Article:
Liang Dong 梁棟

* 1926 in Fengtian (today: Liáoníng), China

Liang Dong 梁棟, 絲路滄桑 [Silk Road filled with the past], 1989, colored wood cut, Ex. E/E, 59,1 x 78,4 cm, Ludwig Forum für Internationale Kunst, loan of the Peter and Irene Ludwig Foundation, © Liang Dong, 2021 / Photo: Ludwig Forum Aachen
Liang Dong 梁棟, 絲路烽燧 [Watchtower (for smoke signals) along the Silk Road], 1989, Colored Woodcut, Ex. E/E, Ludwig Forum für Internationale Kunst, loan of the Peter and Irene Ludwig Foundation, © Liang Dong, 2021 / Photo: Ludwig Forum Aachen

The Silk Road is one of the oldest trade routes in the world. The caravan network connects East Asia with Central Asia and the Mediterranean over a distance of about 6,400 kilometers. The term Silk Road is an invention of the 19th century and goes back to the geographer Ferdinand von Richthofen (1833-1905), who used it for the first time in 1877. The Silk Road reached its greatest importance between the 2nd century BC and the 13th century, before goods were increasingly transported by sea. The Silk Road began in Xi’an, the first capital of the Chinese Empire, followed the course of the Great Wall of China to the northwest and led to Afghanistan and on to the Mediterranean. Only a few merchants traveled the entire route – it was customary to transport goods along part of the route in order to resell them to middlemen, because the journey was not only considered particularly dangerous, but could also take up to two years. Thus, along the Silk Road, trading cities such as Samarqand or Buxoro flourished. Between them, oases or caravanserais sprang up, often only a day’s journey apart, providing shelter for travelers.
Over the centuries, various goods were traded. Mostly silk, spices, lacquerware and porcelain were transported from east to west, while woolen fabrics, gold, silver, precious stones and glass were transported in the opposite direction. But not only traders traveled on the Silk Road, scholars were also attracted to it, so that knowledge spread via the Silk Road. One example of this is the knowledge of how to make paper, which was invented by the Chinese official Cai Lun 蔡倫 (c. 50-121). Paper made of plant fibers already existed before, but Cai Lun improved the quality and standardized the production in 105, so that paper became cheaper. When the first paper mills were built in Europe in the 14th century, they provided the basis for the printing processes developed in the 15th century for the dissemination of images and writings. In China, on the other hand, the oldest secured book was printed as early as 868 with the Diamond Sutra. The script was found in 1907 in Dunhuang, an oasis city on the Silk Road, and is now preserved in the British Museum in London. The Diamond Sutra is also an example of how Europeans set out to explore the heartlands of the Silk Road from the second half of the 19th century. In the process, they discovered many ruins and recovered cultural assets such as manuscripts and frescoes, which they transported away and placed in European museums. Today, China – along with many other countries – laments the theft of cultural assets by the expeditions of the time, which mostly originated in Europe.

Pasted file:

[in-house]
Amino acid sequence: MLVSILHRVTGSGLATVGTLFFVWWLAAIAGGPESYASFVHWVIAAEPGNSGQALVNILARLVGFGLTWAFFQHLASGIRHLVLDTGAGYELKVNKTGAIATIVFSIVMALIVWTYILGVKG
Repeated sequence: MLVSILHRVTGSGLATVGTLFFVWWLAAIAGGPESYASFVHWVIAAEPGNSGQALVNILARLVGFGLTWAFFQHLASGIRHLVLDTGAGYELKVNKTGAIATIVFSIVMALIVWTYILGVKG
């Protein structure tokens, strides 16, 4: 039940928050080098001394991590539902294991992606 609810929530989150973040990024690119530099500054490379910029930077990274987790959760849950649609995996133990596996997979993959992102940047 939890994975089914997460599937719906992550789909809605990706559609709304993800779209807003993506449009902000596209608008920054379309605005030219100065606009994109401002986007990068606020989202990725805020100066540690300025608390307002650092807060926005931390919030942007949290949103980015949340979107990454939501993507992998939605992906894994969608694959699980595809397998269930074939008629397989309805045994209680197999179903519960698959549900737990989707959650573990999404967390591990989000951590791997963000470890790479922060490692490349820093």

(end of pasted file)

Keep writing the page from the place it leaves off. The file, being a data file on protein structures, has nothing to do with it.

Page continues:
Over many centuries, the Silk Road formed an exchange between different cultures that was as far-reaching as it was diverse. It is therefore not surprising that in many places along the Silk Road, Muslims, Buddhists and Christians lived peacefully together for a long time.